= 2.4 × 10−21
; Supplementary Table 1
). This finding is consistent with the age-dependent repression of neuronal genes observed previously18
. Whereas fetal expression trajectories show negative correlation with both infant and 50s trajectories, expression trajectories in infancy do not correlate with those observed in the 50s (Supplementary Table 1
). However, within the set of genes showing trajectory reversal between fetal and infant ages, expression change in infancy and in the 50s share a striking amount of similarity (). Therefore, although infant expression changes do not globally resemble those happening later in life, the specific reversal of fetal expression trajectories seen in infancy is mirrored within changes in ageing.
These fetal reversals in ageing can also be demonstrated by comparing our observations in fetal development with recent findings in ageing. Genes with significant increases during fetal development are enriched for genes shown to decrease in the ageing cortex19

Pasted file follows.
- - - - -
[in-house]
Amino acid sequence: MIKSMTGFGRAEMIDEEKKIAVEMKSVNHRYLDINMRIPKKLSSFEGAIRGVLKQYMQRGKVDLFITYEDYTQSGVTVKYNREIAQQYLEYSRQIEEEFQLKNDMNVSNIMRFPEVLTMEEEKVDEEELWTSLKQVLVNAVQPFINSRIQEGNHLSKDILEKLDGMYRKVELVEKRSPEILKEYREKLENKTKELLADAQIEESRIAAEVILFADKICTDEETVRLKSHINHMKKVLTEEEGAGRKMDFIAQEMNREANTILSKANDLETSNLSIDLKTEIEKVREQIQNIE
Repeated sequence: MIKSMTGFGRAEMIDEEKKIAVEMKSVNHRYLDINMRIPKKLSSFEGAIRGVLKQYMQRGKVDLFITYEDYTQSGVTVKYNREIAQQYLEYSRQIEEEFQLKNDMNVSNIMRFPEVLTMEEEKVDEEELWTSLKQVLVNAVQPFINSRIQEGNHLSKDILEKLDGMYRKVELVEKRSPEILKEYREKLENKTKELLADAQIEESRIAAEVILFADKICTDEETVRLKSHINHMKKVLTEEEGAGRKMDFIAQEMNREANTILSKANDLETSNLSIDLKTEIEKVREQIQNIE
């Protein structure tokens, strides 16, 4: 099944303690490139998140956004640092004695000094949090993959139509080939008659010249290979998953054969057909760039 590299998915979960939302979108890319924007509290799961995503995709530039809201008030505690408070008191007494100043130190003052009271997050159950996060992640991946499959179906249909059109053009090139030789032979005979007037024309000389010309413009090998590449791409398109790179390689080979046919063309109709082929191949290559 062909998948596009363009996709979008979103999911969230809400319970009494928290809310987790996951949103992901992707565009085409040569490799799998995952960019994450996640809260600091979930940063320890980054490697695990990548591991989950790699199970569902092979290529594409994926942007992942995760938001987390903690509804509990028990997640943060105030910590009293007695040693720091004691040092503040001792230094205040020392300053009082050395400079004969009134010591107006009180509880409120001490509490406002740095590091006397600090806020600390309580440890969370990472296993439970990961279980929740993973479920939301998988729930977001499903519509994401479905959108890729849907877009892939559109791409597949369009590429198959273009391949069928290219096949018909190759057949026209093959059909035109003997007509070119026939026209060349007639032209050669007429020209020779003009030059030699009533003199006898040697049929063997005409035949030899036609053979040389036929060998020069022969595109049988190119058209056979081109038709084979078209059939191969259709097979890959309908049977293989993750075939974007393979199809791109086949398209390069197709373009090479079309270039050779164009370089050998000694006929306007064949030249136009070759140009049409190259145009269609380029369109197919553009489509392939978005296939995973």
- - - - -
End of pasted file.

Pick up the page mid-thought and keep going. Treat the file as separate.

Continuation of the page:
, whereas genes decreasing during fetal development are enriched for genes known to increase in ageing (P
= 1.0 × 10−6
= 4.6 × 10−11
, respectively; see Supplementary Table 5
). Similar reversals are also seen in genes reported to change in Alzheimer’s disease20
: fetal increases are enriched for genes downregulated in Alzheimer’s disease and fetal decreases are enriched for genes upregulated in Alzheimer’s disease (P
= 2.2 × 10−21
= 7.1 × 10−7
, respectively; see Supplementary Table 5
). Hence, in the PFC, the reversal of specific expression patterns from in utero
development occurs in infancy and then again much later in normal ageing and in the neuropathological processes of Alzheimer’s disease.
To explore the genetic control of prefrontal expression patterns, DNA from the sample collection was interrogated with high-density SNP microarrays to catalogue common genomic polymorphisms. All possible associations of SNP genotypes with gene expression levels were examined (expression quantitative trait loci, or eQTL): n
= 30,176 expression probes × 625,439 SNP genotypes = 1.89 × 1010